MCG cancer center tests drug to treat soft-tissue sarcomas

Cancer center tests drug for sarcomas

Not many songwriters try to work “maxillectomy,” the surgical removal of the upper jaw, into a tune. But Charlie Lustman sings about the cancer that claimed most of his with a smile.

Lustman, dressed all in white and lugging his “love guitar,” visited Medical College of Georgia Cancer Center on Wednesday to sing and entertain patients. His visit, and others he has made to cancer centers around the country, was sponsored by ZIOPHARM, a pharmaceutical company that is testing a drug to treat soft-tissue sarcomas.

Sarcomas are a widely divergent family of cancers that arise from stem cells and, like stem cells, can differentiate into a number of forms. Some attack the bone, like the kind Lustman had, while others attack connective tissues or muscle, said Dr. Sharad Ghamande, the director of GYN oncology and principal investigator of the clinical trial for the drug at the cancer center. Altogether, they account for about 1 percent of all cancers, but because they are so rare they don’t often attract big clinical trials from companies eager to create drugs to treat them, he said. Treatment is often radiation and surgery.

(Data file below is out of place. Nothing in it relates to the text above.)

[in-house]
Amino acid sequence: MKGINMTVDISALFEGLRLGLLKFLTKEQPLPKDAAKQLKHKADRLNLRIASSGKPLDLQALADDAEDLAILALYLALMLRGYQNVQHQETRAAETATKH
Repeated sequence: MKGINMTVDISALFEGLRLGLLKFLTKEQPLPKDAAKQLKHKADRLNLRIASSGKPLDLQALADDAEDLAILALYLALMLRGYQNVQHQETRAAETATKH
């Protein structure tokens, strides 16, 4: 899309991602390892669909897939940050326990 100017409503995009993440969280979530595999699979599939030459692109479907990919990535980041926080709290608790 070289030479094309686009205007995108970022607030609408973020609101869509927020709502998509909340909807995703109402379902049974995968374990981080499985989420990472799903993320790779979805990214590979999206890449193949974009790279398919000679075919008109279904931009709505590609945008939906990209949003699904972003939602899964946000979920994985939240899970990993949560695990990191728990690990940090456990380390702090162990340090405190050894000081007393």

“But the problem starts when sarcomas come back and they metastasize,” Ghamande said. “Your treatment options are not good right now.”

The clinical trial is looking at a drug called palifosfamide, a derivative of an earlier sarcoma drug called ifosfamide. The earlier drug had serious toxic side effects, sometimes harming nerves or causing bleeding in the bladder, Ghamande said.

“As a consequence ifosfamide is a very hard drug to give and many elderly patients choose not to have it because of the toxicities, so it denies them treatment,” he said.

Lustman does not have fond memories of taking the drug, which made him worry about his kidneys and his hearing.

“That kicked my butt,” he said. “That was one of the most toxic ones I took.”

The new drug does not contain the elements that caused the previous toxicity, and there is some experimental evidence it works against cancer cells resistant to the old drug, Ghamande said.

Getting approval for the drug would help, “especially for people who are not surgical candidates,” he said.

And it would bring more attention to sarcoma, Lustman said, which he tries to do with his visits and his music.

Since a bump on his gum line was diagnosed as osteosarcoma in March 2006, most of his upper jaw was cut out and replaced by a prosthesis that allows him to sing and talk. A song he wrote about his experience sums it up this way:

“Oh man, it’s so surreal to me/This life that we’ve got/Because one day you are in control/Then suddenly, you’re not.”

ONGOING CLINICAL TRIAL

If you are interested in the clinical trial for a potential new drug to treat soft-tissue sarcomas, call (706) 721-5557.

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